Peru Declares State of Emergency at Callao Port Amid Eighth Day of Strike


By John Quigley

Peru has declared a state of emergency at the port of Callao as a strike by stevedores enters its eighth day, Transport Minister Enrique Cornejo said on Lima-based Radioprogramas.

The strike has prompted 30 ships to be diverted from the country’s largest port, while 19 are waiting to dock, Cornejo said, pictured here. The military will help protect port workers from possible attacks as the protest continues, he said.

The job action begun May 12 by roughly 1,000 stevedores seeking to push congress to boost wages and improve working conditions has slowed work at the port that handles a third of Peru’s $27 billion in exports. The navy has helped unload 17 ships and 11 are docked for unloading, Cornejo said.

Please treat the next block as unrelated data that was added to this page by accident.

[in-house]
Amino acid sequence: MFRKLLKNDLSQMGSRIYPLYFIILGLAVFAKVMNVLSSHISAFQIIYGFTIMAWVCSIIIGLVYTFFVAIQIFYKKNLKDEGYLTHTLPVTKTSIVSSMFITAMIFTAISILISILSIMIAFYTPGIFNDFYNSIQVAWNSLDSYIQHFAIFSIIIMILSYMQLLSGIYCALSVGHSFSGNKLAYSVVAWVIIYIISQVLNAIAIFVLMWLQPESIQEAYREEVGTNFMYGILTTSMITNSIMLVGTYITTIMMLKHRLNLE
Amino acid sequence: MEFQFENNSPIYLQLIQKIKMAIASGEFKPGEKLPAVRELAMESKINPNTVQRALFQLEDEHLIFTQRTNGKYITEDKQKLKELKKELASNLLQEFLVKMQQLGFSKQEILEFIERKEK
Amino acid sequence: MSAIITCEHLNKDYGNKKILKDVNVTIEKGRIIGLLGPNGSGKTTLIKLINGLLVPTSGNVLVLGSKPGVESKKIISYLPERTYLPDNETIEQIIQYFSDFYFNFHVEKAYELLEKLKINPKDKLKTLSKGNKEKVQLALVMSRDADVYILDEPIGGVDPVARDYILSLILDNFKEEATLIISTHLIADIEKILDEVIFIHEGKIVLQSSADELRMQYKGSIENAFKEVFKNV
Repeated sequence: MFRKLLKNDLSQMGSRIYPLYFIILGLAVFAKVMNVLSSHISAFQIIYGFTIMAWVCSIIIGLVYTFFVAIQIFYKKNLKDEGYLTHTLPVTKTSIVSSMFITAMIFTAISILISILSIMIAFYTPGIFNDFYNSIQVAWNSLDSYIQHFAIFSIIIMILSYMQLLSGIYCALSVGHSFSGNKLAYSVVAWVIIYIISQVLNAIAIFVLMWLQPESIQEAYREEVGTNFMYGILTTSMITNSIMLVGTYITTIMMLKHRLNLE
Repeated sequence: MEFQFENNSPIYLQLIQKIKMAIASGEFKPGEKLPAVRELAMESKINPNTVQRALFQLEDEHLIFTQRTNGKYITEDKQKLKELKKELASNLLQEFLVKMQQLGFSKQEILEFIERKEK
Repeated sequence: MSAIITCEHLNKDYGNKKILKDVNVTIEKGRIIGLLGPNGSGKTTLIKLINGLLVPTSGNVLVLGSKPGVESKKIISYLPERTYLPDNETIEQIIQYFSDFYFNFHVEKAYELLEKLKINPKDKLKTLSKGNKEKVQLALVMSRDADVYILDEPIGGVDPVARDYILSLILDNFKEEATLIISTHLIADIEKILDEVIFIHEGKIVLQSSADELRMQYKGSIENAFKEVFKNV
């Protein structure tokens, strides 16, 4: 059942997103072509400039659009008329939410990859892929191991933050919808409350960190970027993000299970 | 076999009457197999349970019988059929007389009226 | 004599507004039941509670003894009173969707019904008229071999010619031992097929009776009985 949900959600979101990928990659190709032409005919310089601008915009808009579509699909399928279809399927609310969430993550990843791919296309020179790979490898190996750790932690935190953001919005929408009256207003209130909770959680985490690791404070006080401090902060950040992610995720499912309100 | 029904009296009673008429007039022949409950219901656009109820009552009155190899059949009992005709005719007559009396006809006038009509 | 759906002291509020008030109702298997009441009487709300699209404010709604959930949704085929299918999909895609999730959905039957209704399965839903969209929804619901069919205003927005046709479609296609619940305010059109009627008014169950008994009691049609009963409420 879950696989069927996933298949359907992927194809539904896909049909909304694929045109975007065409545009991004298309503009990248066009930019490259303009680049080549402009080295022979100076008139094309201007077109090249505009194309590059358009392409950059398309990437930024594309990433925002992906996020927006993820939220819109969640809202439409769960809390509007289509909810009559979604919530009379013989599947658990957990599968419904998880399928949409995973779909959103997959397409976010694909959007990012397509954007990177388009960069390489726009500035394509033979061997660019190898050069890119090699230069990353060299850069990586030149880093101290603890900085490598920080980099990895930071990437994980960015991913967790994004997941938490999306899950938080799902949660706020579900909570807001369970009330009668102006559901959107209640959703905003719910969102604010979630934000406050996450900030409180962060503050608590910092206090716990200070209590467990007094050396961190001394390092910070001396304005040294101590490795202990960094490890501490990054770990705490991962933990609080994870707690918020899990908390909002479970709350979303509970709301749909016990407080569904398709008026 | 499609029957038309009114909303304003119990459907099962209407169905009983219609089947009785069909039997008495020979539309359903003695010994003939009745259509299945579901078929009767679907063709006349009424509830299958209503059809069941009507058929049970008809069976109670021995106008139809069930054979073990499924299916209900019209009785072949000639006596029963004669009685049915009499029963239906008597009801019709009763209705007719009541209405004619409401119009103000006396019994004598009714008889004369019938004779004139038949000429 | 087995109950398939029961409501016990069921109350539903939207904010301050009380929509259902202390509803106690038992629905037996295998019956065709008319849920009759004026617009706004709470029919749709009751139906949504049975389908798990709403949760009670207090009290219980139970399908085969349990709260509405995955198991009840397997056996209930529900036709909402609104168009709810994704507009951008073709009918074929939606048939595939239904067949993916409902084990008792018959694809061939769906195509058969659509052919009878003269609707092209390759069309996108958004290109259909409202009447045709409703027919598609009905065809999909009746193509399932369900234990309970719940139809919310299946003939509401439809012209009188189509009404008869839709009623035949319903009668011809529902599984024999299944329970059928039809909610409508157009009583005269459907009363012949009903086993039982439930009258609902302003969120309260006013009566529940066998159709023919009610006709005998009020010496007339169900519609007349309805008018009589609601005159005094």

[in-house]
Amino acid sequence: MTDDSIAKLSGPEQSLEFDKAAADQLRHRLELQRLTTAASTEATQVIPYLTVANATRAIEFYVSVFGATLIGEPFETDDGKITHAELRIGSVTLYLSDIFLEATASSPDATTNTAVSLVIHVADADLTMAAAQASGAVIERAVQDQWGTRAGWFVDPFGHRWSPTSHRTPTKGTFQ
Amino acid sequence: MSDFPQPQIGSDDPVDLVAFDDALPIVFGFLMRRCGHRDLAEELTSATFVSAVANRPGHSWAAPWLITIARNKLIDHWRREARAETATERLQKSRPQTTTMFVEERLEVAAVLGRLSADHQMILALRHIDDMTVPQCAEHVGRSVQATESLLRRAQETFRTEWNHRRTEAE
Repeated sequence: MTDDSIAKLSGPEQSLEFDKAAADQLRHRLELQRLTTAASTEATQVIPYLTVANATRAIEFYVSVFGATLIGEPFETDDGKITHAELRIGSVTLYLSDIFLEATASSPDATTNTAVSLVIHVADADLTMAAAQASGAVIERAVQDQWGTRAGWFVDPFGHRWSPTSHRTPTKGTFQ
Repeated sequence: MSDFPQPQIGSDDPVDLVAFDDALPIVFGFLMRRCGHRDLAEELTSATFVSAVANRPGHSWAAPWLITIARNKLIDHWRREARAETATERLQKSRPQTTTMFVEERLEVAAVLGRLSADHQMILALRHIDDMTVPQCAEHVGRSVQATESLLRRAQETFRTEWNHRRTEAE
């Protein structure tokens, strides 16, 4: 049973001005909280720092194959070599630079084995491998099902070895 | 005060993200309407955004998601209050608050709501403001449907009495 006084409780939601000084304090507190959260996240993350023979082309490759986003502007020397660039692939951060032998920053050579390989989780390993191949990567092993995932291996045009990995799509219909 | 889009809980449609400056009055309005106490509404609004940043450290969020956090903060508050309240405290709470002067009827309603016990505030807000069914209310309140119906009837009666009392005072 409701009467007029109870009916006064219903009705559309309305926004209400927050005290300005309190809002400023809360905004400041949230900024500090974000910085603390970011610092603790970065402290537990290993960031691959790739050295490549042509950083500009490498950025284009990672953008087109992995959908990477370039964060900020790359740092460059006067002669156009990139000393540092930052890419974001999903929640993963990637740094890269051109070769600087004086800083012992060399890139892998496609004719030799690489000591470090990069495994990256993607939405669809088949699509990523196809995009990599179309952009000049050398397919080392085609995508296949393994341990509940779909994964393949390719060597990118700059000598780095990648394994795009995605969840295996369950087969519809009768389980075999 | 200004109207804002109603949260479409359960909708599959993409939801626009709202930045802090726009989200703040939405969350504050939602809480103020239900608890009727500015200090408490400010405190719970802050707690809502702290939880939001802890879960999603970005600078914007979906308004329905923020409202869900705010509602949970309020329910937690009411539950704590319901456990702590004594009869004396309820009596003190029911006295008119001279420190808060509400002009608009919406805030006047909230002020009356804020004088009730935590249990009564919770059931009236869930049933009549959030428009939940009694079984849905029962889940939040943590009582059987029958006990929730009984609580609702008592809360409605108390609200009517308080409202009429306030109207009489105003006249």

“The port is working but at a slower pace,” Cornejo said. “The stevedores are opposed to the port’s modernization because the use of cranes and computers means fewer stevedores will be required.”

Callao’s Muelle Norte pier requires at least $700 million of investment to modernize its facilities and may need as much as $3 billion in the long term, Cornejo said. The government plans to start the bidding process to find a private operator for the pier “in the coming weeks,” he said.

The strike may have already cost Peru $200 million worth of foreign trade, the Lima Chamber of Commerce said in e-mailed statement yesterday.

“Industry is clearly being affected when there are no exports,” Hans Flury, president of the National Society of Mining, Petroleum & Energy, told reporters in Lima today. “The country is discredited for not meeting its commitments on time.”

The sol weakened 0.2 percent to 2.8465 at 11:58 a.m. New York time from 2.8415 yesterday.